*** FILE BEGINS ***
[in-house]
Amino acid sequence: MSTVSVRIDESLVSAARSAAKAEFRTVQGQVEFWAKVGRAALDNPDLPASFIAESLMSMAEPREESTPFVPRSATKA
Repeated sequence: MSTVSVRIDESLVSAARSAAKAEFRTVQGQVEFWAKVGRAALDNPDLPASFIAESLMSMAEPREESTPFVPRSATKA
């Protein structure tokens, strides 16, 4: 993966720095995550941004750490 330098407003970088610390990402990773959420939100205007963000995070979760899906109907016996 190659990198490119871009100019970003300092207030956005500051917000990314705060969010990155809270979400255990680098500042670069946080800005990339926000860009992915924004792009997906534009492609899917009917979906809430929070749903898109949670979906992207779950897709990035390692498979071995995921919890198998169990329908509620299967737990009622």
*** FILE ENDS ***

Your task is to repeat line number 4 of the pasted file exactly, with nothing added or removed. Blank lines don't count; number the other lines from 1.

């Protein structure tokens, strides 16, 4: 993966720095995550941004750490 330098407003970088610390990402990773959420939100205007963000995070979760899906109907016996 190659990198490119871009100019970003300092207030956005500051917000990314705060969010990155809270979400255990680098500042670069946080800005990339926000860009992915924004792009997906534009492609899917009917979906809430929070749903898109949670979906992207779950897709990035390692498979071995995921919890198998169990329908509620299967737990009622």